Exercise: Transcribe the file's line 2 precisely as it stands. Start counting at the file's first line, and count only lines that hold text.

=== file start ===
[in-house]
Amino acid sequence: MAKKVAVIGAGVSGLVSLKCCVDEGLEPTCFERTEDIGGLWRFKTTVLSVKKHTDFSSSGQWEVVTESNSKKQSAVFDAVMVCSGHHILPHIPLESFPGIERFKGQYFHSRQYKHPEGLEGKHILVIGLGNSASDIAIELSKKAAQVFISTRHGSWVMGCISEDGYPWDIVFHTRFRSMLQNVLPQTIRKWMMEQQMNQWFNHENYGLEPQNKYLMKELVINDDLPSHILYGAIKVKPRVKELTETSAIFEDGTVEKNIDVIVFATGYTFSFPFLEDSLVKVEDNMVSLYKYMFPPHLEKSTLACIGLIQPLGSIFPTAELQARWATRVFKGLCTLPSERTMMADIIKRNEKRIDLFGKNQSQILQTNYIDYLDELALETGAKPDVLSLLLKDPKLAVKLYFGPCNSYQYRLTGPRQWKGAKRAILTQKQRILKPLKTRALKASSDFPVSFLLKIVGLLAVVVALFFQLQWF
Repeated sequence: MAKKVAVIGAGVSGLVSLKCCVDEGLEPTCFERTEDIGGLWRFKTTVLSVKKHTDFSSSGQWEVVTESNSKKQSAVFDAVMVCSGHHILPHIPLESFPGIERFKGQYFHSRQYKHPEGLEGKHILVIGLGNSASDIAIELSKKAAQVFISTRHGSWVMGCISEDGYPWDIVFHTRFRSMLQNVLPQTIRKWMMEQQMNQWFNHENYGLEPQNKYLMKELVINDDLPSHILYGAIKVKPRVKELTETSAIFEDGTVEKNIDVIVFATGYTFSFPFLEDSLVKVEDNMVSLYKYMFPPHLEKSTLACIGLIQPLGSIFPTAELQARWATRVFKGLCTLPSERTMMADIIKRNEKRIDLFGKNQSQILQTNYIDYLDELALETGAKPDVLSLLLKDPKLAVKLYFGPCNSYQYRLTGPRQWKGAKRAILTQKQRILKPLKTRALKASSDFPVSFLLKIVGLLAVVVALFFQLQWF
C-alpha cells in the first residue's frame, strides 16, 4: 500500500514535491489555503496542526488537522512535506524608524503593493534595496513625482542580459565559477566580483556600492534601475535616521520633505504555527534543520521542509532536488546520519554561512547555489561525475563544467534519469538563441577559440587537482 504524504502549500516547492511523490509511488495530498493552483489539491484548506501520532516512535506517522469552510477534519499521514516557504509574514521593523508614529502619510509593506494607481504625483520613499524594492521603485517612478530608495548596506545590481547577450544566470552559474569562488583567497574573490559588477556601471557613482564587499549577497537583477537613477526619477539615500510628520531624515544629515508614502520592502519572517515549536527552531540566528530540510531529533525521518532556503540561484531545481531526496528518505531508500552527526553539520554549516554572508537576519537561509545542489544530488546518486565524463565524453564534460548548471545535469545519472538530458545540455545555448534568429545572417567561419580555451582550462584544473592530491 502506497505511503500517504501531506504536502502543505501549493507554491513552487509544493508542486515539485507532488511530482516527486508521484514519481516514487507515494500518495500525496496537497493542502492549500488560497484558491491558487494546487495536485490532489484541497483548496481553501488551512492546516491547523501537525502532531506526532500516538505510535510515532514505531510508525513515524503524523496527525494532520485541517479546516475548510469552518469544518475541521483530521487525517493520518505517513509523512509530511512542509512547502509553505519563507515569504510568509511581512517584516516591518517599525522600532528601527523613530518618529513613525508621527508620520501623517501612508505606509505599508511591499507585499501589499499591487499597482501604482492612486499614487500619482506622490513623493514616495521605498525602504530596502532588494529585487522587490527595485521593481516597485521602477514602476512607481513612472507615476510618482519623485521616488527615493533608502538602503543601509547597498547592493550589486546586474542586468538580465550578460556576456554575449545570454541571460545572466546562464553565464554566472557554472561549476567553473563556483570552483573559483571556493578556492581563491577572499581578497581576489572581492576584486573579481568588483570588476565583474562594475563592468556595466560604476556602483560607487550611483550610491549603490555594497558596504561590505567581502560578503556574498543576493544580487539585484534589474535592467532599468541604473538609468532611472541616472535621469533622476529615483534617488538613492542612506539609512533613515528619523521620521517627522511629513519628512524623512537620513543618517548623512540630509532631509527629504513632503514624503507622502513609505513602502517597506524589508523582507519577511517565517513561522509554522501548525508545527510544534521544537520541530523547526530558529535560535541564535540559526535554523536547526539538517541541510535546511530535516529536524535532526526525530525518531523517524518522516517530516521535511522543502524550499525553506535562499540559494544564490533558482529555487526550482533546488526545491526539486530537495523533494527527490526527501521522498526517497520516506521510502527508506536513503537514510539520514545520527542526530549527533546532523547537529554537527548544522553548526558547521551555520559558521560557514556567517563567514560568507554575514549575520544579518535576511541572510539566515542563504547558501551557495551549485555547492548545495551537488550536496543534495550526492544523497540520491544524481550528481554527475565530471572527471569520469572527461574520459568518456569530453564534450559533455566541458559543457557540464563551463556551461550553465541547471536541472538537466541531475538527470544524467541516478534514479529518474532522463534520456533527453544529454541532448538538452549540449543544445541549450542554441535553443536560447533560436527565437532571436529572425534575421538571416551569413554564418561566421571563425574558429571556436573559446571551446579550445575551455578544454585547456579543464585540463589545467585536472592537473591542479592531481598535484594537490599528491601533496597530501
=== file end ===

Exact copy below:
Amino acid sequence: MAKKVAVIGAGVSGLVSLKCCVDEGLEPTCFERTEDIGGLWRFKTTVLSVKKHTDFSSSGQWEVVTESNSKKQSAVFDAVMVCSGHHILPHIPLESFPGIERFKGQYFHSRQYKHPEGLEGKHILVIGLGNSASDIAIELSKKAAQVFISTRHGSWVMGCISEDGYPWDIVFHTRFRSMLQNVLPQTIRKWMMEQQMNQWFNHENYGLEPQNKYLMKELVINDDLPSHILYGAIKVKPRVKELTETSAIFEDGTVEKNIDVIVFATGYTFSFPFLEDSLVKVEDNMVSLYKYMFPPHLEKSTLACIGLIQPLGSIFPTAELQARWATRVFKGLCTLPSERTMMADIIKRNEKRIDLFGKNQSQILQTNYIDYLDELALETGAKPDVLSLLLKDPKLAVKLYFGPCNSYQYRLTGPRQWKGAKRAILTQKQRILKPLKTRALKASSDFPVSFLLKIVGLLAVVVALFFQLQWF